For one last moment as your blissful tomb drifts downward, you connect with the Mercy in perfect unison, and you feel her dread over what is to come: the emptiness, the disconnection, the unfeeling tedium. She wants so desperately to go down with you.
A big part of the experience of playing parser-IF is scanning the text for cues pointing at valid actions. And a big part of playing the role of a defined character is the tension between what you expect from an action and what your character actually does. This goes double when your character is as alien as the one in Coloratura.
I typed. Expecting to get the Bad End. Expecting Mercy to drown herself in a futile attempt to keep her deep connection. Dying happy, at least. And to start with, that seems to be what’s happening:
The Mercy dives after you, grasping firmly to your Cellarium. Her body cells scream for oxygen, and the pressure concaves her delicate frame.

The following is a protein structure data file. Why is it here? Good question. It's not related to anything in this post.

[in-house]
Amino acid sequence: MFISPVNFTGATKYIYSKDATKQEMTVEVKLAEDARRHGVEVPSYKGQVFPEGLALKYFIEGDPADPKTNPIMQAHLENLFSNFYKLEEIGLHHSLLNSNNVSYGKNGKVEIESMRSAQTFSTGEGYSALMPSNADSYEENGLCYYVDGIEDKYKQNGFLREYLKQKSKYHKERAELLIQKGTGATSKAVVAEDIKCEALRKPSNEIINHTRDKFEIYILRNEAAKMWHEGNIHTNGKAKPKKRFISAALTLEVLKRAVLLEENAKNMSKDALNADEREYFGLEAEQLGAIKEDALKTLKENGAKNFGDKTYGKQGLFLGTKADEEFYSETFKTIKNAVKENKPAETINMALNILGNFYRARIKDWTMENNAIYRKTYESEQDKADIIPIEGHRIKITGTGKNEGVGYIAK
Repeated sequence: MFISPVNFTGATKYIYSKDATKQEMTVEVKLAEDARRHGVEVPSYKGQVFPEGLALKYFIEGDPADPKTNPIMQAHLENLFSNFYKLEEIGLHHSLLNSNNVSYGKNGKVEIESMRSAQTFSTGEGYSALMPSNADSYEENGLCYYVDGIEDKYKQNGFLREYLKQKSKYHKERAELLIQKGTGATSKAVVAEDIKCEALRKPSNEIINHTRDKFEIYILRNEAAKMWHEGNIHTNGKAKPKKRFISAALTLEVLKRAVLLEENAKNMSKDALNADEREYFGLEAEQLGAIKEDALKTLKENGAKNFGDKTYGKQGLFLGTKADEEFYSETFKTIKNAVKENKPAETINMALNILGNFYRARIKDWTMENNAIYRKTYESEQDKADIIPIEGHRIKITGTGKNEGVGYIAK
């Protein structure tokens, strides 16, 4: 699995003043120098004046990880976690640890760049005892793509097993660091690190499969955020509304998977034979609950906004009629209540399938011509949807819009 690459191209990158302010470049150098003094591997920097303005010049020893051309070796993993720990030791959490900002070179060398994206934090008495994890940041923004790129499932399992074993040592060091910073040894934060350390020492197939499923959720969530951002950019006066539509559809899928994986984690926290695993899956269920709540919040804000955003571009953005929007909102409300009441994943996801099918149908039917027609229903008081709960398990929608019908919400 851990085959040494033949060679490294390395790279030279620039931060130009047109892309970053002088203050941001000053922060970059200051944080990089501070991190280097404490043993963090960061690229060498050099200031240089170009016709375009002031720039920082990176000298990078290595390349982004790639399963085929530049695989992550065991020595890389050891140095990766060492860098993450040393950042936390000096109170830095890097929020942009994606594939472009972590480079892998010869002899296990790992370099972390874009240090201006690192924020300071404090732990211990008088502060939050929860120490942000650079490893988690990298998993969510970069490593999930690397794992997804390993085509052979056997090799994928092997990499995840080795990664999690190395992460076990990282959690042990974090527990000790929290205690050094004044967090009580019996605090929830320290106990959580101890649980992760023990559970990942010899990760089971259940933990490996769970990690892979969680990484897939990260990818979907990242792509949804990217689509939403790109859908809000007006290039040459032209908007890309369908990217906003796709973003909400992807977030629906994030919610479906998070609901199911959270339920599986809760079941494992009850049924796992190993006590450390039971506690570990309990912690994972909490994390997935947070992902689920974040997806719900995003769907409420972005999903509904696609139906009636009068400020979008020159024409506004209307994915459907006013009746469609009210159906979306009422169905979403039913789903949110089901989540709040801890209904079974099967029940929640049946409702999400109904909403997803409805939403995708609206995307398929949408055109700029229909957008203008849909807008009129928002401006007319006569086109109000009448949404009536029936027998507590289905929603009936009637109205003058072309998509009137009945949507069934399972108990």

So she abandons it, entering into the Song instead. The body maintains its desperate grasp on your Cellarium, and you puppet it in a way that pushes your Cellarium exactly back to the infinite junction. The connection of this place overwhelms you, and you Sing unending. Mercy sings with you, an eternally blissful duet. White. Perfection.
In the pursuit of higher and higher stakes in their drama, a lot of storytellers miss the fact that pulling some sort of happy ending out of an impending tragedy can be even more powerful than letting the tragedy run its course. Note that this isn’t a deus ex machina – the Aqueosity has been trying to join humans in the Song since the start of the game. Also note that this is not a saccharine everyone-lives-happily-ever-after ending. We’re still ambiguous about whether Mercy is really acting as herself or whether the Aqueosity just doesn’t understand that it’s mind-controlling people.
Is Mercy a tragic character, in the end? Or has she fought heroically to achieve happiness? Has the Aqueosity warped and used her? Or did two strange souls cooperate to find a home together? Great characters are like real people: there are no definite answers to any of these questions. And that’s often what helps a character like this to linger in the memory long after the story has ended.